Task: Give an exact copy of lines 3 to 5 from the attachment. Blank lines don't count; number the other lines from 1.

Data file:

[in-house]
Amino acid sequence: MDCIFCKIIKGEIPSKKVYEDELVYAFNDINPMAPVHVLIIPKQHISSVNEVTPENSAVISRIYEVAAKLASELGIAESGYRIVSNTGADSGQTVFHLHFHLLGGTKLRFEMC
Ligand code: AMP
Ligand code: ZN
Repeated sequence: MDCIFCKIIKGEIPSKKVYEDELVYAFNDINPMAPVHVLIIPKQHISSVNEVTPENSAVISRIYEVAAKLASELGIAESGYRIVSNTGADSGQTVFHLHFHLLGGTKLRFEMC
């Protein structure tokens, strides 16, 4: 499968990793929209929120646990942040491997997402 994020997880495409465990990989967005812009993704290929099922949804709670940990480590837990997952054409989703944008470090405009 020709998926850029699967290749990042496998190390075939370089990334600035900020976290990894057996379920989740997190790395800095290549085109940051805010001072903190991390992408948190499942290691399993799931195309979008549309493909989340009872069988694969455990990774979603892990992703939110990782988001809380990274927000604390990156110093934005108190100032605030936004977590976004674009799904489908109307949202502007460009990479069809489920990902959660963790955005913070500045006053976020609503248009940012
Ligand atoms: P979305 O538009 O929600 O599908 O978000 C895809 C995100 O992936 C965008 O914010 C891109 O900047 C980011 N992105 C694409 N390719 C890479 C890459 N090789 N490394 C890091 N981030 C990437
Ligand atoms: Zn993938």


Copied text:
Ligand code: AMP
Ligand code: ZN
Repeated sequence: MDCIFCKIIKGEIPSKKVYEDELVYAFNDINPMAPVHVLIIPKQHISSVNEVTPENSAVISRIYEVAAKLASELGIAESGYRIVSNTGADSGQTVFHLHFHLLGGTKLRFEMC